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The UN agency for Palestine refugees is running out of supplies in Gaza


But first, an update on the situation in Gaza. The largest aid organization there is running out of supplies and fuel. The United Nations Relief and Works Agency for Palestine Refugees, also known as UNRWA, is housing some 690,000 displaced Palestinians in its shelters across the Gaza Strip. That is about four times the number they're intended to hold. The agency says its operations are crumbling due to lack of fuel, supplies and unreliable communications. Tamara Alrifai is a spokesperson for UNRWA, and she joins us now from Amman, Jordan. Welcome.

TAMARA ALRIFAI: Thank you, Juana.

SUMMERS: So can you just start, if you can, by giving us an overview of the current humanitarian situation on the ground in Gaza? What are you and your colleagues dealing with exactly?

ALRIFAI: I call my colleagues in Gaza every day, every morning - first, to check in on them and reassure myself that they're alive and, second, to get details about their living conditions and the living conditions of others. You said it. Almost 700,000 people are now living in around 150 schools. These are regular schools. I want us to visualize a school that is supposed to receive 2,000 people and think of 8,000 people overcrowded in a school with very low access to clean water or to food or to medicine - very, very few toilets for these huge numbers and very, very little access to food.

SUMMERS: When you speak to them, what are the things that are of greatest need to your colleagues, to the people that they're trying to help?

ALRIFAI: The most important thing for all my colleagues and what they hear from others is for the fighting to stop. My colleagues report that everyone around them is distressed, extremely tired. The children are traumatized. What they really need is clean drinking water, which is becoming very scarce, and food. And in order for us to be able to produce clean water, we need fuel for the water plants, and we are running out of fuel.

SUMMERS: Many of us, of course, have been following news of the aid that's been coming in with the trucks that are entering through the Rafah Crossing. Are - is that aid getting to the people who need it most?

ALRIFAI: We want to qualify and quantify. We've been getting, on average, 20 trucks per day. Before October 7, Gaza, which was already under blockade, was receiving around 500 trucks per day of commercial goods and humanitarian assistance. Prior to this conflict, unemployment and poverty rates were very, very high, and around 70% of Gazans relied on food aid. So you can imagine their situation now, as displaced people and with this conflict, without any employment, any jobs and any income or access to goods. So 20 trucks per day is really very little in the face of the acute needs.

SUMMERS: You mentioned earlier that you start each day calling your colleagues there in Gaza to assure that they're still alive, to check in on them. And we mentioned that communications are unreliable. How is that impacting the agency's ability to operate?

ALRIFAI: It really affects our ability to plan the distribution of food or to plan anything, really, if we cannot communicate to start with, to get information about the security situation and whether it is safe for our trucks and my colleagues to go around. But I want to really highlight the impact on people's mental well-being to be completely cut off from the rest of the world and from their own families inside Gaza because we no longer have telecoms, but also, we no longer have electricity to charge phones. It is really traumatic for people in Gaza to wake up to a total blackout.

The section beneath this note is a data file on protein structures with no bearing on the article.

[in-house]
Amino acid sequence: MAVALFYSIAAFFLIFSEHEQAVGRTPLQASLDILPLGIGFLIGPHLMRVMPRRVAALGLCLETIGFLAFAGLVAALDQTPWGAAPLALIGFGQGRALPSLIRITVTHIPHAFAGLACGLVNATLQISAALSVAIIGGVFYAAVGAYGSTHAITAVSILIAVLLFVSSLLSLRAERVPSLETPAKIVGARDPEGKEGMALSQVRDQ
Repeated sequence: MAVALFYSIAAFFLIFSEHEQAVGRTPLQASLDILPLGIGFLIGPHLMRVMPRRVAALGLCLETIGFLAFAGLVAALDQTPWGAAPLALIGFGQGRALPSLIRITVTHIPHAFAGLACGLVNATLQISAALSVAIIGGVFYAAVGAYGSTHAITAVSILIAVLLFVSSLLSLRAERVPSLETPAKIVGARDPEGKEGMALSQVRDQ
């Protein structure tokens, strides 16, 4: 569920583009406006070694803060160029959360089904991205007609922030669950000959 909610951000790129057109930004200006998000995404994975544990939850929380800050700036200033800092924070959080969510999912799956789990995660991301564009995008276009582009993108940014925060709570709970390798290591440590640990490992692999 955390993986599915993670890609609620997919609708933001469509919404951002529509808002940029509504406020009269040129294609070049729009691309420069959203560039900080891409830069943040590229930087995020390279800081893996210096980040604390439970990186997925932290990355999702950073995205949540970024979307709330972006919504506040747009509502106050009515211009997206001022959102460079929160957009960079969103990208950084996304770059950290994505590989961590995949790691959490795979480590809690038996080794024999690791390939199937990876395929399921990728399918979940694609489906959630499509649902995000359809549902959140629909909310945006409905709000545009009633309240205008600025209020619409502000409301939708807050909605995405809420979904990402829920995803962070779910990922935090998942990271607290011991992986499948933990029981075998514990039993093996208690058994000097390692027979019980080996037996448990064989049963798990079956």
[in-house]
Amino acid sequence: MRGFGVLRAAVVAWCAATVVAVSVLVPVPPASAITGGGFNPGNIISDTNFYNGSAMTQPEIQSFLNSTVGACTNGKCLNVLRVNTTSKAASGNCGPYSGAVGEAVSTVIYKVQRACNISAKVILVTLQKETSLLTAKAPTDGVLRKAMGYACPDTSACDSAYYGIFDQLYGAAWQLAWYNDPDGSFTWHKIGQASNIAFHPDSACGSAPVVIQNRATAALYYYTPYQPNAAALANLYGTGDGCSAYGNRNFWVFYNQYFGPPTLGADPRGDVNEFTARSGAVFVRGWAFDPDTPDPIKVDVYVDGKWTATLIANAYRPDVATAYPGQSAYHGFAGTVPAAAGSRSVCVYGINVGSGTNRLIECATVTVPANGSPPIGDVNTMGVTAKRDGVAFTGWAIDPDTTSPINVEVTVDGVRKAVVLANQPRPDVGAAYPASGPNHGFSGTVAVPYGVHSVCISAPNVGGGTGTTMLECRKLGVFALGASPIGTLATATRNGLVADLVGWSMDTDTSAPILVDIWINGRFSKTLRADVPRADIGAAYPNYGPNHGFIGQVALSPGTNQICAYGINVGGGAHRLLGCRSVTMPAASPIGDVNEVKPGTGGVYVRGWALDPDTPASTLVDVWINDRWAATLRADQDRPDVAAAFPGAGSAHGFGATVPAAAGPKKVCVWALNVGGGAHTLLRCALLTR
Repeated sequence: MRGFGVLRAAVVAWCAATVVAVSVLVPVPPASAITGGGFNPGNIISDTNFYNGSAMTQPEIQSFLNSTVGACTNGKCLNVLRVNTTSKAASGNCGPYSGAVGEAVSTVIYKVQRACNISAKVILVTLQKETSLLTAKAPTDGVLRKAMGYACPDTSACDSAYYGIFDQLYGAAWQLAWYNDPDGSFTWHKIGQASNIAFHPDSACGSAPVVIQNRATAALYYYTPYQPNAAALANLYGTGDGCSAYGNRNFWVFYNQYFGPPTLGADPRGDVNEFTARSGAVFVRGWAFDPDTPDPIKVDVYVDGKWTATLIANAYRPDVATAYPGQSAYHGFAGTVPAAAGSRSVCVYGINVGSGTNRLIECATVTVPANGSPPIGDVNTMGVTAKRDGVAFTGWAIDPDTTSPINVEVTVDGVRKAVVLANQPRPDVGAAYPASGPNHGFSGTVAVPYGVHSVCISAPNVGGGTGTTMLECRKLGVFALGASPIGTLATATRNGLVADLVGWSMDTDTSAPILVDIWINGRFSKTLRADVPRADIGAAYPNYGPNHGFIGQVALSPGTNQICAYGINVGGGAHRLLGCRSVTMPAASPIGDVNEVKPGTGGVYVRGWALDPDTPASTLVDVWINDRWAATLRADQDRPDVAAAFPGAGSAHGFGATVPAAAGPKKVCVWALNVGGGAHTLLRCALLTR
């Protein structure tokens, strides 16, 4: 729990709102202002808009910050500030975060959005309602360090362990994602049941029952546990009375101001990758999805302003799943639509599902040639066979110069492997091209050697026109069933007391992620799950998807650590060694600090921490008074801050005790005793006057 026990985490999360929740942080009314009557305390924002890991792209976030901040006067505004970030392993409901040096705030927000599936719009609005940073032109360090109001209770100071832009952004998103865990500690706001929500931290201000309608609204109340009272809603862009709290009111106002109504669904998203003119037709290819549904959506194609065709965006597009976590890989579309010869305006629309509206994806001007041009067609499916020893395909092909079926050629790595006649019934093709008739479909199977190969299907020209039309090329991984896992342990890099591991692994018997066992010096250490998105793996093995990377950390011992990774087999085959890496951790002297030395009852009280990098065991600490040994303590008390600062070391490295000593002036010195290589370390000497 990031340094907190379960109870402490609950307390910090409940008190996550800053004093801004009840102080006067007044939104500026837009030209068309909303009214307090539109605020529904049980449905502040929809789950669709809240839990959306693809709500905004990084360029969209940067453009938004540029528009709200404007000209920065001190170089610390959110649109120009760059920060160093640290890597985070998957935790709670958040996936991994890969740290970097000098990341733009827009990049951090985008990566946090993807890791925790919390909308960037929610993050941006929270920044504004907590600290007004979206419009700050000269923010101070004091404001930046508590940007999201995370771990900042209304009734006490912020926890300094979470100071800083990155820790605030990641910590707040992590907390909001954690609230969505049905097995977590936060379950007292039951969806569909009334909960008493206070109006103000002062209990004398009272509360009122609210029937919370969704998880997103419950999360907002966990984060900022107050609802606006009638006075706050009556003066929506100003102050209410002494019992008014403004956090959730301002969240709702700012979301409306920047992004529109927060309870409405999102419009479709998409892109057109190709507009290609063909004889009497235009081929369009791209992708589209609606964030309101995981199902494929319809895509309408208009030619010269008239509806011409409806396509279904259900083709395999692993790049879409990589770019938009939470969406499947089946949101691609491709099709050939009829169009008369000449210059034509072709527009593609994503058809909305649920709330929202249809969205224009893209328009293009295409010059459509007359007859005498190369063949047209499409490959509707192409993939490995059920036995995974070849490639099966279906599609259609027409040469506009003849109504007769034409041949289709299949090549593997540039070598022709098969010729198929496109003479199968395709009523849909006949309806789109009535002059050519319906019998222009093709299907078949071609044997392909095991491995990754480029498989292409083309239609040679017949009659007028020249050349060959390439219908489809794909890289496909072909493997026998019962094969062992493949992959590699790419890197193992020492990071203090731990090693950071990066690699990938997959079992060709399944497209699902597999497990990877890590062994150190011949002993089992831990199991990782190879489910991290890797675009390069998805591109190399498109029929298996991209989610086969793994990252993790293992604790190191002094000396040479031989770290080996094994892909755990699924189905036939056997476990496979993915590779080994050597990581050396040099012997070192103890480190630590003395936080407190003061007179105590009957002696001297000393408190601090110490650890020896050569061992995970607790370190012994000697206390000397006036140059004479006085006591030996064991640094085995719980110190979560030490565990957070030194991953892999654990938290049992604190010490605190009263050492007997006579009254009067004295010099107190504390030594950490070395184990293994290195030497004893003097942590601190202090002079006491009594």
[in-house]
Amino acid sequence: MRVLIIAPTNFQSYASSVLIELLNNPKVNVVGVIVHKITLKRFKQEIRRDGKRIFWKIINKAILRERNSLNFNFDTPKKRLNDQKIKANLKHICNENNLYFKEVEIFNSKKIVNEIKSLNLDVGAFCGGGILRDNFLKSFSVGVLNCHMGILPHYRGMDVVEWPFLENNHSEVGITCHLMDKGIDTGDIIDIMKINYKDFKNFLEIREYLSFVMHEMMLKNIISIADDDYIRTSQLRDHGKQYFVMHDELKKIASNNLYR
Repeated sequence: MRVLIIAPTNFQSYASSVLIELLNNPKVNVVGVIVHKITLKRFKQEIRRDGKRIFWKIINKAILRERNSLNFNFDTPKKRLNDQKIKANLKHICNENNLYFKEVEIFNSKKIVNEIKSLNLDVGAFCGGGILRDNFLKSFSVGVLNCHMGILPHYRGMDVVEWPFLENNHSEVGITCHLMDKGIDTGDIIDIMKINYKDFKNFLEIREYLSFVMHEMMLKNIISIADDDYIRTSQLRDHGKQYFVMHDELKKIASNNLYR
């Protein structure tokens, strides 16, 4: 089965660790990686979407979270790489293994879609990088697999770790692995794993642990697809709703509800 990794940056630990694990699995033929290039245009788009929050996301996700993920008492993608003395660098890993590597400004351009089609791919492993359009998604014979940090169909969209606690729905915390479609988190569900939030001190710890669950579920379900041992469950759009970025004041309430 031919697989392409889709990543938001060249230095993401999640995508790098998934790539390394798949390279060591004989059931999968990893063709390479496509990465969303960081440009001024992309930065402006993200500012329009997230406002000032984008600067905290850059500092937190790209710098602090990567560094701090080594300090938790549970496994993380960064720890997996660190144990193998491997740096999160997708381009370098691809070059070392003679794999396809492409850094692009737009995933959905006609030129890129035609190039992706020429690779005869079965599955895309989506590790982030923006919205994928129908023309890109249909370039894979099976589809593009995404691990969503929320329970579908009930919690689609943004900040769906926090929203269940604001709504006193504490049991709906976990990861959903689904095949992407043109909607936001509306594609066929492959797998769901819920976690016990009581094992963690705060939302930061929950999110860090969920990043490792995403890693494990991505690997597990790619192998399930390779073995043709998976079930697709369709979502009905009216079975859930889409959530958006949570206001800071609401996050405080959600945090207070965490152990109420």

SUMMERS: At the time of this interview, we know that 70 of your colleagues were killed in Gaza since October 7. And first of all, I am incredibly sorry. Can you tell us, how has that loss affected UNRWA's work? And how are you and the folks you're working with - how are you holding up?

ALRIFAI: Oh, Juana, for today, it's 72. So every single day, we get news about more UNRWA colleagues killed. Most of my colleagues in Gaza are from Gaza themselves. So UNRWA's the largest U.N. agency on the Gaza Strip, and it employs 13,000 people. They are teachers, engineers, doctors, social workers. They're really part of the Gaza society. So when we hear about 20, 40, 60 people killed in one apartment block, chances are that one of my colleagues lives there. So it is very, very dramatic for all of us at UNRWA to wake up every day and wonder whether the numbers are climbing. And every day they climb, these numbers.

SUMMERS: Tamara Alrifai is a spokesperson for UNRWA. Thank you so much.

ALRIFAI: Thank you so much.

(SOUNDBITE OF MUSIC) Transcript provided by NPR, Copyright NPR.

NPR transcripts are created on a rush deadline by an NPR contractor. This text may not be in its final form and may be updated or revised in the future. Accuracy and availability may vary. The authoritative record of NPR’s programming is the audio record.

Linah Mohammad
Prior to joining NPR in 2022, Mohammad was a producer on The Washington Post's daily flagship podcast Post Reports, where her work was recognized by multiple awards. She was honored with a Peabody award for her work on an episode on the life of George Floyd.
Tinbete Ermyas
[Copyright 2024 NPR]
Juana Summers is a political correspondent for NPR covering race, justice and politics. She has covered politics since 2010 for publications including Politico, CNN and The Associated Press. She got her start in public radio at KBIA in Columbia, Mo., and also previously covered Congress for NPR.